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What if working from home becomes permanent?

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A real estate agent works from home in Orlando, Florida, on Oct. 1.

A real estate agent works from home in Orlando, Florida, on Oct. 1. Gianrigo Marletta/AFP via Getty Images

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Richard Fine began our Zoom call with a warning about the hammering sound I was about to hear. His downstairs neighbor has recently undertaken some construction.

“That’s just the joys of working from home,” he said.

Fine talked to me from the bedroom of his Manhattan apartment because his wife and son were working and learning remotely in the other rooms. He’s an executive at Zocdoc, the doctor appointment booking site.

“We have committed to the full company that we will not mandate people to come back until Labor Day of 2021,” Fine said.

Fine doesn’t love working from home.

“I think it’s a pretty inferior form of work,” he said.

The longer the pandemic lasts, the likelier it seems that many of us will be working from home forever. A new S&P Global survey finds that nearly two-thirds of organizations say a significant increase in remote working will be permanent. Granted, there are many people who like remote work — there’s no commute and more flexibility. But I heard from a lot of people who have found it very challenging.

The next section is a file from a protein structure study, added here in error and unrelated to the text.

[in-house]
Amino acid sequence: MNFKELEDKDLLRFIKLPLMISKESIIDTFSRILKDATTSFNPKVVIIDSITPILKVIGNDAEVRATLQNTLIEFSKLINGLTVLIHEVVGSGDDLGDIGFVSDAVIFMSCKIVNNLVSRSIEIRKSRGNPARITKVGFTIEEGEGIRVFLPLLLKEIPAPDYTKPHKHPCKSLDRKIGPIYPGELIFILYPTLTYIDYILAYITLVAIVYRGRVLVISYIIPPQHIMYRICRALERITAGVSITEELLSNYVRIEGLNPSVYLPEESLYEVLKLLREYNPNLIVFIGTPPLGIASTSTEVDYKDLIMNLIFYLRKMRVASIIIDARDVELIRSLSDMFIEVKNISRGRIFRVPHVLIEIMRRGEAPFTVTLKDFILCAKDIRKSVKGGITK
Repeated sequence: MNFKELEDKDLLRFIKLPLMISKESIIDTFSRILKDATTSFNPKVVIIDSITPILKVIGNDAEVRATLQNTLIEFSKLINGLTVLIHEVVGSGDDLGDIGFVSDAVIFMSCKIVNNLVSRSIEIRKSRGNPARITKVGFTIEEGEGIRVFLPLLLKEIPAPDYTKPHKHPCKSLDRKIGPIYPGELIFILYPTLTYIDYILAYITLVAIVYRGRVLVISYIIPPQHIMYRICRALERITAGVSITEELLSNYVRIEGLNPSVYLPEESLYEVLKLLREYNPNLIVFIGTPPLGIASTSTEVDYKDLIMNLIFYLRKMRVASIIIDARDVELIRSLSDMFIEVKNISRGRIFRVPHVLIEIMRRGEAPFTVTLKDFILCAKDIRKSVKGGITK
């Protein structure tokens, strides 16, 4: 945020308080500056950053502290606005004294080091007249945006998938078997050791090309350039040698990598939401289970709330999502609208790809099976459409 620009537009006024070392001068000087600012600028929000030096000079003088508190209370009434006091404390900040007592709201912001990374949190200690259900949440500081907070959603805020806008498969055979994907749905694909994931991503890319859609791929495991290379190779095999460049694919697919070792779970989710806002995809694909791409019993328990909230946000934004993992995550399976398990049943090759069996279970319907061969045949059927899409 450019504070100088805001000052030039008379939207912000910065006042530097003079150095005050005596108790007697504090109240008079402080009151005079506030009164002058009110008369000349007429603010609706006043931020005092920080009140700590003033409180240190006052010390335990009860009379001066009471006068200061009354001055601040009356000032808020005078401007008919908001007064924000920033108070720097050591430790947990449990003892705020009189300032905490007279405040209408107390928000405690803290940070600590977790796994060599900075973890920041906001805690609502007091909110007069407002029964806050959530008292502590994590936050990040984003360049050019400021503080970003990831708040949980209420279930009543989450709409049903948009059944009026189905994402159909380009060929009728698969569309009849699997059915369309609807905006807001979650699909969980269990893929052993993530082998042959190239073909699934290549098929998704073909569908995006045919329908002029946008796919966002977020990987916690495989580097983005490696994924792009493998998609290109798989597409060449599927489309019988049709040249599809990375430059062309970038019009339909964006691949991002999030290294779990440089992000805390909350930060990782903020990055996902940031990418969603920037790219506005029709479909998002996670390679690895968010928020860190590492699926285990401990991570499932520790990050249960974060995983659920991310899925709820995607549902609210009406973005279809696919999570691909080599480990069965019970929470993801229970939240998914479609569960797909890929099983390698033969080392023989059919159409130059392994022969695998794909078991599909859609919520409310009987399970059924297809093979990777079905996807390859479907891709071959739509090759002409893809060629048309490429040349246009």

Nyala Khan is the head of talent at the health care company Eden Health and a single mom, living in a small apartment in Queens with her 6-year-old daughter who’s doing school online.

“I feel like I’m a meaner mom to her because my patience is immediately low now compared to before, and my stress is incredibly high,” Khan said. “And she claps back pretty hard. She’ll be like mommy, you just yelled at me, that was not nice.”

She is grateful that she gets to spend more time with her daughter. At the same time, she misses interacting with her colleagues in person.

So does Kate Adams in Milton, Massachusetts. She’s a marketing executive at a tech company called Drift. She has friends at the office.

“You know, on Fridays at 4 o’clock, we’d send up the bat signal, and go join each other in the kitchen and grab a glass of wine and hang out and just like decompress,” she said. “I miss that desperately.”

Last she heard, the office probably won’t reopen until June. So for now, she and her coworker have come up with this game.

“We have a contest sometimes when we’re on Zooms, like if we can make each other laugh,” she said.

They even keep score.

It’s not the same. But it’s the best they’ve got.  

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